Ming (left) is incredulous at the weird things that Becca says.

Over sushi, Ming finally gets to the purpose of her visit, that she needs a copy of the security footage for a friend. "We don't stick our necks out for round eyes," Becca calmly informs her. When Ming calls her racist, Becca quickly counters, "No it's not! Their eyes are round ... you're a racist." She then explains that she changed her name from a Chinese one (Wong Fung-Wen, it sounded like) to Becca because "Everyone's a racist. [pause] I'm kidding! [laughs, then a snap to serious head shaking, then smiles, then more deadpan head shaking]." Before Ming parts, Becca hands her the answers to the next day's history test (her low grades have been making them look bad).

Okay, so what just happened here? This was actually a nice little send-up of the all-too-often exclaimed, "But their eyes are slanted/squinty/however a person 'truthfully' describes Asian peepers." Also can't deny that Van is a pretty terrific comedic actress. But I keep coming back to the question of whether people know it's a joke. Anyone who's Asian or spends time with Asian people (and/or is just plain reasonable) would immediately recognize the stereotypes and exaggerations being played with here, but a (possibly paranoid) part of me still wonders whether this is a 21st century version of the "inscrutable" Asian: the omnipotent Asian. It may be silly to think that anyone would really believe that anything happening here is based in reality, but as someone who grew up in an almost entirely white community, I can speak to how powerful the representations of people I had no experience with could be. Even now, 20+ years after I was at least semi-believing the portrayals of the very rich, the very poor, the urbanites, the rural farmworkers, the openly gay, the African American, the Latino, and yes, even the Asian, I wonder how much of that false belief cycle repeats itself over and over.

All this isn't to say that I have a real problem with anything shown or done in the episode. In the end, Becca and her "Asian mafia" crew did indeed procure the video, unleashing some chaos on the student body and the school administration. It all ended with her telling Ming, "You're in our circle of trust now," which hopefully means that Becca will be back. Further development of a teenage Asian American character? Looking forward to it.


Dianne Choie


Dianne Choie's TV is in Brooklyn, NY. She has a cat, several reusable shopping bags, and other mildly annoying stereotypes of youngish people who live in Brooklyn.



If you're wondering whether or not people get that these send ups of stereotypes are in fact jokes, you have to look at the demographics of their viewers. The show airs on Thursday evenings on MTV. Viewership is pretty much relegated to teens and young adults in their early 20s for the most part. Now, consider the current state of American education (No Child Left Behind, the decay of the classroom environment, etc) and the attack on intellectualism in American politics and, to some extent, popular culture. When you look at these, you'll notice that the combination provides a kind of "perfect storm" for the dwindling of critical thinking skills in many American youth. As one who teaches college freshmen writing and critical thinking skills, I notice a steady decline in literacy and any ability to think beyond the most simple lines of reasoning from year to year and, more so, quarter to quarter. So, do the viewers of Awkward see the stereotypes in the show as critically engaging and satirical? I doubt it since they lack the critical acumen to question the images with which they're presented on te small screen. As far as they're concerned, it's funny because "it's so true."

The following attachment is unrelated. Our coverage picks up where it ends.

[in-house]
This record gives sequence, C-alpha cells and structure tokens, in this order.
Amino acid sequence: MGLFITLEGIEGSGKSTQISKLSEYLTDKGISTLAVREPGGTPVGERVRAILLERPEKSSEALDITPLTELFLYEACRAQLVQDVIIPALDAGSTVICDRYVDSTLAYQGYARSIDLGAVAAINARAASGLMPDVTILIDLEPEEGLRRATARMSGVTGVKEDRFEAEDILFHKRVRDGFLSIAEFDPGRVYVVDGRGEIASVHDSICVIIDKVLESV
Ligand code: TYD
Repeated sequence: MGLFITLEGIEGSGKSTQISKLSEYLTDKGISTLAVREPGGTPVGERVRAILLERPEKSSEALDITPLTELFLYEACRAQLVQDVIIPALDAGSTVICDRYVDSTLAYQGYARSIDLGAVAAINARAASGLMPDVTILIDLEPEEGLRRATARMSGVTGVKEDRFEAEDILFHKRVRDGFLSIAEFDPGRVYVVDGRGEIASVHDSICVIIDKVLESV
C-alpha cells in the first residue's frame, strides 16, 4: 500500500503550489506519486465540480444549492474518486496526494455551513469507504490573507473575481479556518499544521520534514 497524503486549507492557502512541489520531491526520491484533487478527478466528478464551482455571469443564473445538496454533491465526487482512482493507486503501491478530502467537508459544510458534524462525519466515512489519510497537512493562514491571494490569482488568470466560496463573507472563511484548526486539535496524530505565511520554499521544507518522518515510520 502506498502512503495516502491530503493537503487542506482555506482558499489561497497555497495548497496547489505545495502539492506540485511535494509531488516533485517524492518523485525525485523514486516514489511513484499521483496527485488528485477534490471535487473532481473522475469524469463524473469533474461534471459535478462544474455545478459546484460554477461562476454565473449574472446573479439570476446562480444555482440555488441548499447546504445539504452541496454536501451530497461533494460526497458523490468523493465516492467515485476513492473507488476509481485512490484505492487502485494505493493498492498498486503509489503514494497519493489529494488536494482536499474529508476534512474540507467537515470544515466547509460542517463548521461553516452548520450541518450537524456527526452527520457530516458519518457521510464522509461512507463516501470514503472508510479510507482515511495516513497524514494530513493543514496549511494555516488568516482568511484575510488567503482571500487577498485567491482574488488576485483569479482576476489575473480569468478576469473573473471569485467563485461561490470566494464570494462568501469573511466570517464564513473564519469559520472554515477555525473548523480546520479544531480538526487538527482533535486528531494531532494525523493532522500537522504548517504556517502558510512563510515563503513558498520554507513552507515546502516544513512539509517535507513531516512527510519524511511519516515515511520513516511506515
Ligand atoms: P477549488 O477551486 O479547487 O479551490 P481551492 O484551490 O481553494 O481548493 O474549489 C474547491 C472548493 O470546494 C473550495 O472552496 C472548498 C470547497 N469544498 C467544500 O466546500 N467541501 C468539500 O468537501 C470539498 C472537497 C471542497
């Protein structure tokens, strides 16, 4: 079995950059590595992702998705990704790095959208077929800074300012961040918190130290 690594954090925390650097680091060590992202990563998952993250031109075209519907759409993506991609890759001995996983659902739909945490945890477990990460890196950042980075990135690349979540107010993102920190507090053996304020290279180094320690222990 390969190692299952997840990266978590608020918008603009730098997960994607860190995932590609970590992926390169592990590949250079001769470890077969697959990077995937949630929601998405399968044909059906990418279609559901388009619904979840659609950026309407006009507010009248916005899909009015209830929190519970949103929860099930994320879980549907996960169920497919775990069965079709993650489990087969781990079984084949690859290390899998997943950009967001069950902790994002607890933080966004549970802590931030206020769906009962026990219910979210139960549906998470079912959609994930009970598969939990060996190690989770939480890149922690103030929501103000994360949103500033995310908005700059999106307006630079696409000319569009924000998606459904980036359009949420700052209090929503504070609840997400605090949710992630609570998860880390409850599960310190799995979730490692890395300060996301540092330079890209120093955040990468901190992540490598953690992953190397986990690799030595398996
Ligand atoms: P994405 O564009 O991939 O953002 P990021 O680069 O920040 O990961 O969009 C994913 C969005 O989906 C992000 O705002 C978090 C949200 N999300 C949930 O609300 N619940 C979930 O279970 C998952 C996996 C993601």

Believe me, I work regularly with high school juniors and I've seen firsthand how dismal some of their critical thinking skill are. But just as I wouldn't want people making generalizations about me, I hesitate to dismiss ALL teens so completely. Still, short of overhauling the American education system entirely, what's to be done? My hope is that shows like Awkward. continue to grow and develop all their characters beyond the stereotypes that get easy laughs. I'm keeping the faith that shows aimed at young audiences like this one will all strive for complex, diverse, and progressive characters and plotlines, thus chipping away at the massive rock that is ignorance, laziness, and racism.